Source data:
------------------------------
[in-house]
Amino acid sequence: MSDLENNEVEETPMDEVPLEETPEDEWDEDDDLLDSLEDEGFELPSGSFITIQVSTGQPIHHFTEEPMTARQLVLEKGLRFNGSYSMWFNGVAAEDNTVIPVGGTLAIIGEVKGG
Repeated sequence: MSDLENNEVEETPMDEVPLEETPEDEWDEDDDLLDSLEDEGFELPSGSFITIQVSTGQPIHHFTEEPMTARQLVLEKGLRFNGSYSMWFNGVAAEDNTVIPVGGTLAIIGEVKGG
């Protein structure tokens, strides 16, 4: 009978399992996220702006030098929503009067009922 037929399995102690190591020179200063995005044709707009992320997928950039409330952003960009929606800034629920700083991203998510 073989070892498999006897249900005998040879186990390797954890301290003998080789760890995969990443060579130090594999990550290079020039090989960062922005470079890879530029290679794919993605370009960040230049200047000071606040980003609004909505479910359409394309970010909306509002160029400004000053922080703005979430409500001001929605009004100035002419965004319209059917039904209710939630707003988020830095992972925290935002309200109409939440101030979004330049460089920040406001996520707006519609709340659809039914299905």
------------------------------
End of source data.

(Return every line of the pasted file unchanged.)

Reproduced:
[in-house]
Amino acid sequence: MSDLENNEVEETPMDEVPLEETPEDEWDEDDDLLDSLEDEGFELPSGSFITIQVSTGQPIHHFTEEPMTARQLVLEKGLRFNGSYSMWFNGVAAEDNTVIPVGGTLAIIGEVKGG
Repeated sequence: MSDLENNEVEETPMDEVPLEETPEDEWDEDDDLLDSLEDEGFELPSGSFITIQVSTGQPIHHFTEEPMTARQLVLEKGLRFNGSYSMWFNGVAAEDNTVIPVGGTLAIIGEVKGG
């Protein structure tokens, strides 16, 4: 009978399992996220702006030098929503009067009922 037929399995102690190591020179200063995005044709707009992320997928950039409330952003960009929606800034629920700083991203998510 073989070892498999006897249900005998040879186990390797954890301290003998080789760890995969990443060579130090594999990550290079020039090989960062922005470079890879530029290679794919993605370009960040230049200047000071606040980003609004909505479910359409394309970010909306509002160029400004000053922080703005979430409500001001929605009004100035002419965004319209059917039904209710939630707003988020830095992972925290935002309200109409939440101030979004330049460089920040406001996520707006519609709340659809039914299905």